First Looks: PMView 2.0 - by Chris Wright
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If you have PMView 1.x, you should immediately upgrade to version 2.0 when it becomes available. If you don't have PMView, you should seriously consider getting it when 2.0 becomes available.

I create a comic strip on the web called Help Desk. I do this using all OS/2 tools.

OS/2 graphics tools are a mixed bag... most of them have some really amazingly great features, but are sadly deficient in other key areas. Because of this, I wind up using three or four different programs when I create and post my comic strip.

One of the tools I use is PMView, and it is a jewel among OS/2 graphics programs. I wouldn't give it up for the world: it is the most useful graphics viewing and conversion utility I have used, on OS/2 and the Windows operating systems. I rely on it.

This venerable utility is about to released again, this time with a brand spanking new 2.0 designation placed after the name. I've been beta testing the application for quite some time, and since Peter Nielsen (the developer) has announced its about to go gold I feel I can let you in on all the nifty details.

PMView 2.0 is a wonderful improvement on the 1.x releases. It has all the same features, but they're easier to use and they work better. What's more, PMView 2.0 is now multiplatform -- there are both OS/2 and Windows versions available.

I joined the beta program at the very beginning, and I stopped having problems with the application since the third or fourth beta release... and there have been more than twenty. Granted, I only use a subset of PMView's functionality... but from all accounts, PMView is a stable and reliable utility, capable of working with extremely large file sizes.

What can PMView do? Well, it's not Photoshop, but it is a Swiss army knife of graphics functionality. With PMView, you can:

  • Take screen captures
  • Crop graphics
  • Mirror, rotate, and resize graphics
  • Apply basic filters and effects to graphics
  • Modify brightness, contrast, gamma correction
  • Increase/decrease color depth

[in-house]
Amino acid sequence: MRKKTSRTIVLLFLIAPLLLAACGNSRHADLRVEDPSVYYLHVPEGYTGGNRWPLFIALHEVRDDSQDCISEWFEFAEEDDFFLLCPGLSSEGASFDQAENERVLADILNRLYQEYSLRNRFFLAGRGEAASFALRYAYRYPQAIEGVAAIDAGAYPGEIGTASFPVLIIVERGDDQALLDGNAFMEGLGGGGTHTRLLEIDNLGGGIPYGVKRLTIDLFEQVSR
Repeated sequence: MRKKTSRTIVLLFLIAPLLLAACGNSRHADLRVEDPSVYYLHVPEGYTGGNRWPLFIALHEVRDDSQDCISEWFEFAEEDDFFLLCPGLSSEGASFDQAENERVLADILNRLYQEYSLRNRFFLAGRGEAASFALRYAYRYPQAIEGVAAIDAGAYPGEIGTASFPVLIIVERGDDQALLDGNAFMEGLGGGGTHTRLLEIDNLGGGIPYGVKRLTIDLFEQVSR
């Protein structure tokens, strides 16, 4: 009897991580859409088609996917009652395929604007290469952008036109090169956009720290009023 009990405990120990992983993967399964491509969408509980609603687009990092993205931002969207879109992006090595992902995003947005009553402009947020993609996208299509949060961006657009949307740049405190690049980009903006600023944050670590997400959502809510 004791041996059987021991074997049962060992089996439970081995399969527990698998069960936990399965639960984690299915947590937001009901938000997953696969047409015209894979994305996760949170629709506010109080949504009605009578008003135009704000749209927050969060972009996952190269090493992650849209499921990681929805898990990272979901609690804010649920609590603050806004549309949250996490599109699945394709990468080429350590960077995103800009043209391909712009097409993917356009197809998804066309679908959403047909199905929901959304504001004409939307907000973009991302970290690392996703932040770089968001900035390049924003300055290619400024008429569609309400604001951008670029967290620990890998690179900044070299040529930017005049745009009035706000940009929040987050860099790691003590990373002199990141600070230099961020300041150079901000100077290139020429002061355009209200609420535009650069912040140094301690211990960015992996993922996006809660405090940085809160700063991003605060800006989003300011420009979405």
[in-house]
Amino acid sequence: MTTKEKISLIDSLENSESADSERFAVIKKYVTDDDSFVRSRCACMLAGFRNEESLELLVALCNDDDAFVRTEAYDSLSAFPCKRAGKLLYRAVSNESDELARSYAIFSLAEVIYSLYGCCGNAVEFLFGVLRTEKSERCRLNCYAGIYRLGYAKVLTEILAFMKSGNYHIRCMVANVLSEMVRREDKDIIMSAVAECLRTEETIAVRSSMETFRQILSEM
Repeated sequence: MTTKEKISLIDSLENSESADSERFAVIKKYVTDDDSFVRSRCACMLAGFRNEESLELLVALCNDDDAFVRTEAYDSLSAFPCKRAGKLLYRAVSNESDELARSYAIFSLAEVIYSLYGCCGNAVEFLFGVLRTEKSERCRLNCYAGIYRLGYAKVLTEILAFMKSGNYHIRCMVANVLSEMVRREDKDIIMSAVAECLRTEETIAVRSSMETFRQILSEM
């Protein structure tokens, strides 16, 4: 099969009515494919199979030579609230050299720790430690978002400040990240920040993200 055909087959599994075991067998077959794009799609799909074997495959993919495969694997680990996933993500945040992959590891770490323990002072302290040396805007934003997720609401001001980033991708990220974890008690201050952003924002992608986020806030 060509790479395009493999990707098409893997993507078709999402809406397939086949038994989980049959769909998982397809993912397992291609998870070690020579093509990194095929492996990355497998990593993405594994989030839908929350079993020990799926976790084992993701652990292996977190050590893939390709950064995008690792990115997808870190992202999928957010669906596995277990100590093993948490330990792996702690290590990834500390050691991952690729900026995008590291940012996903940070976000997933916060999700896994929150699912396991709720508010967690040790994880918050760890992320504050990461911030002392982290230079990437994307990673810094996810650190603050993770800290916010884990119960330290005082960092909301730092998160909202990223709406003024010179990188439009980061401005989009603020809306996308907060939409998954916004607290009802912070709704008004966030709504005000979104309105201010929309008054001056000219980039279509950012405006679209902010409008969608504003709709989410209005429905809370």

• Convert to a large number of graphics file formats
  • Set up slideshows
  • Apply customized key combinations for commonly used tools

... and more.

PMView sports a new user interface which includes a brand spanking new toolbar of some of the more commonly used commands. That, along with the new Shortcut keys tab in the PMView Preferences window, ensures that almost all of PMView's functions can be removed from nested menus and be used quickly.

PMView comes with a lot of tools to help you optimize the file size of your graphic. One of the ones I use a lot is its ability to drastically reduce the color depth of an image. GIFs, for example, can have as many as 256 colors in them -- but they don't have to, and many don't. By reducing 256 colors down to something smaller, say 64 colors, you can discard a lot of unnecessary information and pare down the size of your graphic -- useful for people creating graphics for web sites. PMView does this very well, and without much loss of quality.

PMView supports a dizzying number of file formats. All the basics are included (EPS, PNG, GIF, JPEG, TIFF, TGA, BMP) and a lot of formats I've never even heard of were thrown in as well.

PMView's File Open dialog has been greatly enhanced. It's a lot easier to navigate than the older version, and it can be set up so that it will remain open even after you've loaded a graphic. This allows it to be more like a File Manager than just a file open dialog box -- and the OS/2 version is of course fully drag-and-drop compliant, allowing you to drag graphics from one directory to the other, or to drag them to the desktop, etc. This means that the File Open dialog can even work with other WPS aware OS/2 applications.

There are a lot of powerful and useful tools in PMView, but it's not Photoshop. Its filters and effects are pretty basic stuff, and there's not a lot of tweaking you can do with them. It's ability to reduce colors and image sizes is very good as long as you stick with increases/decreases of 25%, 50%, 75% and 100%. If you try for any other settings the image quality will suffer somewhat.

PMView makes a good "last step tool" for graphics designers. After I finish drawing everything for Help Desk, I use PMView to crop out any unwanted elements, resize the graphic to its actual size, and optimize the color depth to keep the image file sizes down. I use PMView to anti-alias graphics: create the original graphic at 200% it's intended size, then use PMView to reduce it by 50%. Instant anti-aliasing. This trick is very useful if you do a lot of drawing with Photo>Graphics PRO, which doesn't support anti-aliasing.

As you can tell, I'm a lot more interested in the image processing capabilities of PMView than I am in the slide show capabilities it has. PMView isn't lax in this department, however: you can set up any number of slideshows, and save the slide shows for later viewing. You can set them so that the slides will change at the click of a mouse, or you can set them as timed so that each graphic will be displayed for a specific interval before moving to the next image in the show.

A few things to add: PMView is licensed to use the GIF format, so any GIFs you create with PMView can be displayed on your website, corporate or otherwise, without any legal hassles. Also, if you use CFM Twain for OS/2, PMView integrates with it so you can initiate and view scans from within PMView instead of CFM Twain's cruder UI.

The newest version of PMView looks like a stellar improvement on the older version. Look for it.

PMView: by Peter Nielsen
Shareware. Pricing information is available at the PMView website. Will be available for purchase at BMT Micro.

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